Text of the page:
New Entry and Beginning Farmers

Trainees learn seedling production.

Trainees learn seedling production. Photo provided by Yao Afantchao.

I recently came across a drugstore newsstand with an issue of a magazine called New Pioneer. The cover photograph showed a family standing in front of a tidy wooden shack with solar panels on the roof. The husband, wife, and children were surrounded by chickens, and nearby was a young calf. The headlines promised stories such as “Basketweave for profit,” “Mini-farming,” and “Raising livestock.” One thing’s for sure: the editors of New Pioneer have put their finger on the pulse of a new back-to-basics movement, one that would be understood by today’s connected, savvy, environmentally-conscious, new and beginning farmer.

The USDA defines beginning farmers as those who have operated a farm for ten years or less. Unfortunately, this definition doesn’t take us very far in understanding the beginning farmer.

Indeed, people who feel the allure and desire to become a farmer come from all walks of society, every education and income level. The back-to-the-land movement has deep roots, and persists even today. Of course, beginning farmers nowadays may look up information about weather and pest conditions on a smart phone and deliver their produce to a trendy farmer’s market in the suburbs or city. Some aspects of being a beginning farmer are as innovative as Apple’s latest iPhone. And some ideas are as old as the rain falling on the soil and nurturing seeds to grow into plants that bear fruit. For as long as humans live, we will need food grown from the land.

In this issue, we write about the theme “new entry and beginning farmers and IPM.” We invited authors to contribute pieces related to this theme, their work and interest, and IPM development and adoption. We selected the authors because of their expertise and connection with the Northeastern IPM Center. We believe all who read this information-packed issue of IPM Insights will expand their understanding.

 

We selected pieces from the following four authors:

 

Jennifer Hashley, of Tufts University, is working on a Center grant on training diverse IPM practitioners, in her second year.

Ana Legrand, of the University of Connecticut, works with immigrants and has received funding to develop and conduct training programs.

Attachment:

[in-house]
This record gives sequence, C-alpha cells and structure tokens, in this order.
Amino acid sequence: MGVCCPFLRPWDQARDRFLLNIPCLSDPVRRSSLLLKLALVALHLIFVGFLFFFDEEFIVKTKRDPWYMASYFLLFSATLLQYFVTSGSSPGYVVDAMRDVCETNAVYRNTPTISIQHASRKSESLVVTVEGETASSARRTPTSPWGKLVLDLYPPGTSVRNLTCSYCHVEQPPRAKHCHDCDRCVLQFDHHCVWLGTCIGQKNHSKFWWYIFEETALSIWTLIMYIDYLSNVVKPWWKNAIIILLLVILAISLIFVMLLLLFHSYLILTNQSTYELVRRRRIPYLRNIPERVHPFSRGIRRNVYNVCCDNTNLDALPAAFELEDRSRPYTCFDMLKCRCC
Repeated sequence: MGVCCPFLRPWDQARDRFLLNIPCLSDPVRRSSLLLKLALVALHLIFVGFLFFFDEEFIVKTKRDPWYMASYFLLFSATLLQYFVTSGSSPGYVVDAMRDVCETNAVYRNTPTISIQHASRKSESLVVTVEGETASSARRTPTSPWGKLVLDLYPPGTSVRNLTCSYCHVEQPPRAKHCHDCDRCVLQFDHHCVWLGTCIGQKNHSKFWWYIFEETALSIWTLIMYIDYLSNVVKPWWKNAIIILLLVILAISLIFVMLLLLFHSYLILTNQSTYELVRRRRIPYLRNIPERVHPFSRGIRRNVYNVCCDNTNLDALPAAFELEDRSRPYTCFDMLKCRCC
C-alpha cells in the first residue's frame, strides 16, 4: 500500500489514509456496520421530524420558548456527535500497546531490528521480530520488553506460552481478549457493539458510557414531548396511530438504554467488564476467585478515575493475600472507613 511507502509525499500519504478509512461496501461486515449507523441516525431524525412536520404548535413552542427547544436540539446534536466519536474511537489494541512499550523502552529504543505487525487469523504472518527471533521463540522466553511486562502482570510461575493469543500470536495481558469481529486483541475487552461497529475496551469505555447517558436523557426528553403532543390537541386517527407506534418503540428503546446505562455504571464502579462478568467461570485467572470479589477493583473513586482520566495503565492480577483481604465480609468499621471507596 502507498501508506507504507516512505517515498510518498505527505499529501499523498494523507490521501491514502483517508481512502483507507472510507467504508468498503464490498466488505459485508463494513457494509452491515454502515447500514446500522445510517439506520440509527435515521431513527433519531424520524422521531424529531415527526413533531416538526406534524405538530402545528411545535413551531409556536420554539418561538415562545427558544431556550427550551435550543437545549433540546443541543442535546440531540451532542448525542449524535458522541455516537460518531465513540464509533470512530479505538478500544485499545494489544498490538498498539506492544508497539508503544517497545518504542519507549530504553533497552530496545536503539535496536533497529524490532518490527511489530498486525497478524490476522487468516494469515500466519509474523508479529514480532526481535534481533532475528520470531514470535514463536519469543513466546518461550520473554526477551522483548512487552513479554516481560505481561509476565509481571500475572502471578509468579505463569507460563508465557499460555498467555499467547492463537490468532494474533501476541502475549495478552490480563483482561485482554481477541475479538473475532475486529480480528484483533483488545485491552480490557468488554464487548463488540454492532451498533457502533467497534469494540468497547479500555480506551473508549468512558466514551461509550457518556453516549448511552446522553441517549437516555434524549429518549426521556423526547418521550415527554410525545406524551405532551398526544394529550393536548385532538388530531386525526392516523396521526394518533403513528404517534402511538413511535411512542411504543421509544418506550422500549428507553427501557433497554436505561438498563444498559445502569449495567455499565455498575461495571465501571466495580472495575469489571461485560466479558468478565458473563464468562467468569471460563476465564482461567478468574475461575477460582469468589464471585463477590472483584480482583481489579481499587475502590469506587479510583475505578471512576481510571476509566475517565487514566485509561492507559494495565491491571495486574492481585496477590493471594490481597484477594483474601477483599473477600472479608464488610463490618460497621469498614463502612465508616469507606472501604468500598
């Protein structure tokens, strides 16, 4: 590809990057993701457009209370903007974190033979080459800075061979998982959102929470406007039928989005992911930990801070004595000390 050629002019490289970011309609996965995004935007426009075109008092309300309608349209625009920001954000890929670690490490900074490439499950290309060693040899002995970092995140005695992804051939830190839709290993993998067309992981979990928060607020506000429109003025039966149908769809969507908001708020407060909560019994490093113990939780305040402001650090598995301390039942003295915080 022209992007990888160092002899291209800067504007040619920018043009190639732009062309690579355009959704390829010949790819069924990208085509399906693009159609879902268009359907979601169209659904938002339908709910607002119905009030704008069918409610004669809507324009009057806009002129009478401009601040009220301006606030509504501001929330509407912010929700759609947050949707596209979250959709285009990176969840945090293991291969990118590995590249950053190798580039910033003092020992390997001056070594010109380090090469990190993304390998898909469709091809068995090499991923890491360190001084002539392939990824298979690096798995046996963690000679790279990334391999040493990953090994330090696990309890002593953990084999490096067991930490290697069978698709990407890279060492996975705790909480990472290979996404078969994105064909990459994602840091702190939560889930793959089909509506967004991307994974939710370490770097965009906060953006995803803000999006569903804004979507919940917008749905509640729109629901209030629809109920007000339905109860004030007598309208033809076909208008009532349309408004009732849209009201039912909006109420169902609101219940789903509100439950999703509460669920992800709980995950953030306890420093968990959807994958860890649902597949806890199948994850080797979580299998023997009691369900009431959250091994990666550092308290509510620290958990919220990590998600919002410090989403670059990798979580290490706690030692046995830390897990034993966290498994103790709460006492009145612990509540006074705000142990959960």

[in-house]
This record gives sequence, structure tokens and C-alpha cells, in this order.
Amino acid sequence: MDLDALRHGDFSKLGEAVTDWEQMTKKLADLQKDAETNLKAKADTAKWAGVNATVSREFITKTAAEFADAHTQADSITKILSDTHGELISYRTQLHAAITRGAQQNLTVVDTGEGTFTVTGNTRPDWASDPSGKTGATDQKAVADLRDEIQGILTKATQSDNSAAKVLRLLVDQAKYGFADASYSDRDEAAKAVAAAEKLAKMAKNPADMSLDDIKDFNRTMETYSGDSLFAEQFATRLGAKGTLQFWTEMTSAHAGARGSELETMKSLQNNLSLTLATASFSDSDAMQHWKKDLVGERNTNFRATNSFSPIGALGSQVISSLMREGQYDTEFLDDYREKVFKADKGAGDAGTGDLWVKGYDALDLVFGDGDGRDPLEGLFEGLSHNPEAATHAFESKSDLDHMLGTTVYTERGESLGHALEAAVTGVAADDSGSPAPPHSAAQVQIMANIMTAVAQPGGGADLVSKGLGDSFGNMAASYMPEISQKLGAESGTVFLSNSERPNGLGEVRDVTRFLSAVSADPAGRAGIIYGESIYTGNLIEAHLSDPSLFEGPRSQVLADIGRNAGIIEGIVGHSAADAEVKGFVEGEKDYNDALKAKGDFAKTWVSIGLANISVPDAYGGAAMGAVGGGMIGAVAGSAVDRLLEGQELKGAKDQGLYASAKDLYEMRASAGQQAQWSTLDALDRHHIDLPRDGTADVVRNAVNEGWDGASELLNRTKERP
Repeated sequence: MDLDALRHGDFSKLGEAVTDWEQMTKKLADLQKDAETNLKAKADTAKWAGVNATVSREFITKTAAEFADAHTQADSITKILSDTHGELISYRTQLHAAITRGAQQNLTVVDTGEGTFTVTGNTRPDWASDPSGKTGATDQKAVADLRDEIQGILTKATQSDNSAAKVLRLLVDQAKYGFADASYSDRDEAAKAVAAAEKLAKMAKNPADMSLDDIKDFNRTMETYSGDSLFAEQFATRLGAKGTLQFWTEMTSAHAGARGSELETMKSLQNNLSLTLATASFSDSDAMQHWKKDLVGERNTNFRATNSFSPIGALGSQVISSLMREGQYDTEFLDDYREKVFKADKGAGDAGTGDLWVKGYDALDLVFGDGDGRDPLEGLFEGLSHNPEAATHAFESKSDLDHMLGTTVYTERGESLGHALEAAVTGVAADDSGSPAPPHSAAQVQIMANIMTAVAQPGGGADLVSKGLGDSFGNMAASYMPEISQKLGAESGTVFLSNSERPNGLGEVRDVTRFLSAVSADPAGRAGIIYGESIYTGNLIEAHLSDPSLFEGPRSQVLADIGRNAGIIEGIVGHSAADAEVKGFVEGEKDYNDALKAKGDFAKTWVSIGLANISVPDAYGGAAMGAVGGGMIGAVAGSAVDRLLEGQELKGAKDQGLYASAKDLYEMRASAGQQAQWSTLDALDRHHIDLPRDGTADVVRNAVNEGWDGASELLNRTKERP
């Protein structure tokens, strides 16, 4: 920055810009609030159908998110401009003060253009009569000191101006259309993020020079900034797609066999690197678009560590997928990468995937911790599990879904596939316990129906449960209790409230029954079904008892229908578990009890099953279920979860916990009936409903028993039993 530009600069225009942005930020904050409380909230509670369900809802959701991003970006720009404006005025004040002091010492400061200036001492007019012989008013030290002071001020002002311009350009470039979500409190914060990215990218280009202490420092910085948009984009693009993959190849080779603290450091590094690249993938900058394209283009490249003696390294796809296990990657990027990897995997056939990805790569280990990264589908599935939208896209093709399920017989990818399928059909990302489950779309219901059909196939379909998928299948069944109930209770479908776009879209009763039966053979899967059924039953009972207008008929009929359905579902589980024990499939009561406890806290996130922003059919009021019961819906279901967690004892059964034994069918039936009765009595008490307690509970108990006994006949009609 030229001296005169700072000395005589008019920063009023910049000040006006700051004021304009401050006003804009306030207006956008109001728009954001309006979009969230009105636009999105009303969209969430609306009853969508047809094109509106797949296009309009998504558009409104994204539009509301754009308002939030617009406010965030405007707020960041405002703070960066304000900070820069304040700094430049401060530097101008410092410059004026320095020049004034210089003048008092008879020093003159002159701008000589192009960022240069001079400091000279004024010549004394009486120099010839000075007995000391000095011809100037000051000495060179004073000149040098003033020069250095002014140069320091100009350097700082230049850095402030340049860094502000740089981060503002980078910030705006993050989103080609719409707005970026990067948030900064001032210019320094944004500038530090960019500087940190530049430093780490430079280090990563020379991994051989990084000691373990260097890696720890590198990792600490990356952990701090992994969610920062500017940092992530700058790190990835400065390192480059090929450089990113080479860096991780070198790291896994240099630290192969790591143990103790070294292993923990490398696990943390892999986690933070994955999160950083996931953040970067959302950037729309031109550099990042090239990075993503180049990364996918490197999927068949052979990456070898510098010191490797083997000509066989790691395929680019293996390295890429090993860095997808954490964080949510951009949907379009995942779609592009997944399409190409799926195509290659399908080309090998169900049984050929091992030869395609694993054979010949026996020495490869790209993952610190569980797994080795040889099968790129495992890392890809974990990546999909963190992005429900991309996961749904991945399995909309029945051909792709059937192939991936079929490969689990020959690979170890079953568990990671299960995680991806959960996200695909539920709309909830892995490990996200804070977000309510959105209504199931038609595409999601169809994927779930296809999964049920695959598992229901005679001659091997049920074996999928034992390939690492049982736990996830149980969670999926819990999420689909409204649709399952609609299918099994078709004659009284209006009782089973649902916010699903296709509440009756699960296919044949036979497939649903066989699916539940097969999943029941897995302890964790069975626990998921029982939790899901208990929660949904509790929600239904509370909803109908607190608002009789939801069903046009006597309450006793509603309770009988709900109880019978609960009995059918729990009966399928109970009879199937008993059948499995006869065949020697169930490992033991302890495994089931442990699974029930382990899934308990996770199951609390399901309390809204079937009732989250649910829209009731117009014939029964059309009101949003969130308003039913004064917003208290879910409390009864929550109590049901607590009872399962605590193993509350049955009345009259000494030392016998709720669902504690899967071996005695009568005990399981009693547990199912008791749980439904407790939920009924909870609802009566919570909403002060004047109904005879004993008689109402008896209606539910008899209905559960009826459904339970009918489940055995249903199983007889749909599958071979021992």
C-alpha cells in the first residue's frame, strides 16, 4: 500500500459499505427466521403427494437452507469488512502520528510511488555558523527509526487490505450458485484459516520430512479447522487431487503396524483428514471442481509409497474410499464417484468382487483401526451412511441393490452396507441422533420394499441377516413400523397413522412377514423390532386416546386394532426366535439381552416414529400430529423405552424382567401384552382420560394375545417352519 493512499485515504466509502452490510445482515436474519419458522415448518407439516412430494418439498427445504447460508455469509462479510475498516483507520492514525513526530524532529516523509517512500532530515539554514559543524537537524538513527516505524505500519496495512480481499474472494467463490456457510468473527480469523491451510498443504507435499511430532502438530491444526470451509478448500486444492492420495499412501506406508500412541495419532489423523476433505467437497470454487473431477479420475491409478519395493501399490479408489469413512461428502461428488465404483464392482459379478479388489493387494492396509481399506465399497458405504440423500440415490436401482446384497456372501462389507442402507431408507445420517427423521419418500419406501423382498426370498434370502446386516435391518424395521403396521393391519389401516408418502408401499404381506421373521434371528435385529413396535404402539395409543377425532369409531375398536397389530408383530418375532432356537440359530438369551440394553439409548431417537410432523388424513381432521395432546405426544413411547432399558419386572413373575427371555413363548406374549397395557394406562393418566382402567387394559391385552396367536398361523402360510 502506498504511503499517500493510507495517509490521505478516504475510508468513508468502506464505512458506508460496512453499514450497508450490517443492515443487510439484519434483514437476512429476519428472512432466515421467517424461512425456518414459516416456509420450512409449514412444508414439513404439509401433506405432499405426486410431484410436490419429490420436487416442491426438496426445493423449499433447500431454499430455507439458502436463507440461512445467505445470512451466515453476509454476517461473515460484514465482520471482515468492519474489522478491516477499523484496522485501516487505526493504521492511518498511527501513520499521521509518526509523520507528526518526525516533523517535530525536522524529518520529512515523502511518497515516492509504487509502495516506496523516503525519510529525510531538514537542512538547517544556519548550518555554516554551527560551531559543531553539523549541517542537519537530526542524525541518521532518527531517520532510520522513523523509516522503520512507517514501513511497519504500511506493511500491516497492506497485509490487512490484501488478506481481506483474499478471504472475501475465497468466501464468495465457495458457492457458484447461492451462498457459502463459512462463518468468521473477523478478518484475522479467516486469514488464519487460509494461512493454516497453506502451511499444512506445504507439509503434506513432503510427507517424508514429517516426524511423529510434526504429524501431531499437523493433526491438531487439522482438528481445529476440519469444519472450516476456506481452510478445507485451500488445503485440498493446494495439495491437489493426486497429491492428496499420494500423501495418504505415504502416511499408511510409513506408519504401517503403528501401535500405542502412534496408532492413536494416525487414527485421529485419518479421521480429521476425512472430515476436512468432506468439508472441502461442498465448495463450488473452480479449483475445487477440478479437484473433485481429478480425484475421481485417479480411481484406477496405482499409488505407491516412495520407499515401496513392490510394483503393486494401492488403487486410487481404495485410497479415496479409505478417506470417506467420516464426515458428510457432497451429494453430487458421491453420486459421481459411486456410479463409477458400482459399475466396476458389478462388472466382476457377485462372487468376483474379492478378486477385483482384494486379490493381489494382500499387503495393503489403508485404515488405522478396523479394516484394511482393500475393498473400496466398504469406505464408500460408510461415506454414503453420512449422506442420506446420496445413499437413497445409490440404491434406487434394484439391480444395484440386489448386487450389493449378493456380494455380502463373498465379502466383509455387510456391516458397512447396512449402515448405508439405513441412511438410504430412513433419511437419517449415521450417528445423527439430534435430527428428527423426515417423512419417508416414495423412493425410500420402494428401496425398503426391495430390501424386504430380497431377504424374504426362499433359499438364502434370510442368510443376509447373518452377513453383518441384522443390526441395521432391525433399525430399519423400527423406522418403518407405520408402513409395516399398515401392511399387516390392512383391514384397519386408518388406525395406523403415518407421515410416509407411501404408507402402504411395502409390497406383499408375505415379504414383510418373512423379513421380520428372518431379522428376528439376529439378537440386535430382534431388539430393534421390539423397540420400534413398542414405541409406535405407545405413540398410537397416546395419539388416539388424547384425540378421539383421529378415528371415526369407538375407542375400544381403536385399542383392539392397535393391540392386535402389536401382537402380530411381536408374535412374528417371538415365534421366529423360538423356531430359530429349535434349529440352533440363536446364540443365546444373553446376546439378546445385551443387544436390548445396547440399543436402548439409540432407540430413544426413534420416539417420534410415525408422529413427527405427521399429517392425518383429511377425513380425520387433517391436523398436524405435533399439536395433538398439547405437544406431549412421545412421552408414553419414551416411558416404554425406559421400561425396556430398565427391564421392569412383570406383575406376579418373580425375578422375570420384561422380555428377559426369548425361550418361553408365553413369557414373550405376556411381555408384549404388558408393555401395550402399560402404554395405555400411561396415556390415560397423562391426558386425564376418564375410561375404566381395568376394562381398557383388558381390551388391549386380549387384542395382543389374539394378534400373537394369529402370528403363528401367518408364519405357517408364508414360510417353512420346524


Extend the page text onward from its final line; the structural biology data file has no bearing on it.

Yao Afantchao, of the University of the District of Columbia, directs a sustainability research farm and serves on the Northeastern IPM Center Advisory Council.

Rose Ogutu, of Delaware State University, is a passionate advocate for IPM education and training and serves on our Advisory Council as well.

The beginning farmer can find much good information that is freely available on the web. The Cornell Small Farms Program maintains a list of tutorials and worksheets to guide new farmers writing a business plan; videos of experienced farmers giving advice and up-close production techniques; and a map pointing to various farm service providers.
(http://neipmc.org/go/PWGe).

The University of Maryland offers an entire guidebook and website on beginning farming. The guidebook contains various publications often requested by beginning farmers, covering farm establishment, equipment, enterprise selection, marketing, and business planning.
(http://neipmc.org/go/DhFh).

Iowa State University has a Beginning Farmer Center. The Center transitions the operations of retiring farmers to the next generation of beginning farmers and provides advice to new farmers.
(http://neipmc.org/go/hEPf).

All of this information, of course, will help you get your farming operation established. But what happens when another very old problem happens—the pests come? We dedicate this issue to beginning farmers and present articles from four experts to enlighten us. Read on.

— by CHRIS GONZALES


The Northeastern IPM Center promotes integrated pest management for reducing risks to human health and the environment. If republishing our news, please acknowledge the source ("From Northeast IPM Insights") along with a link to our website.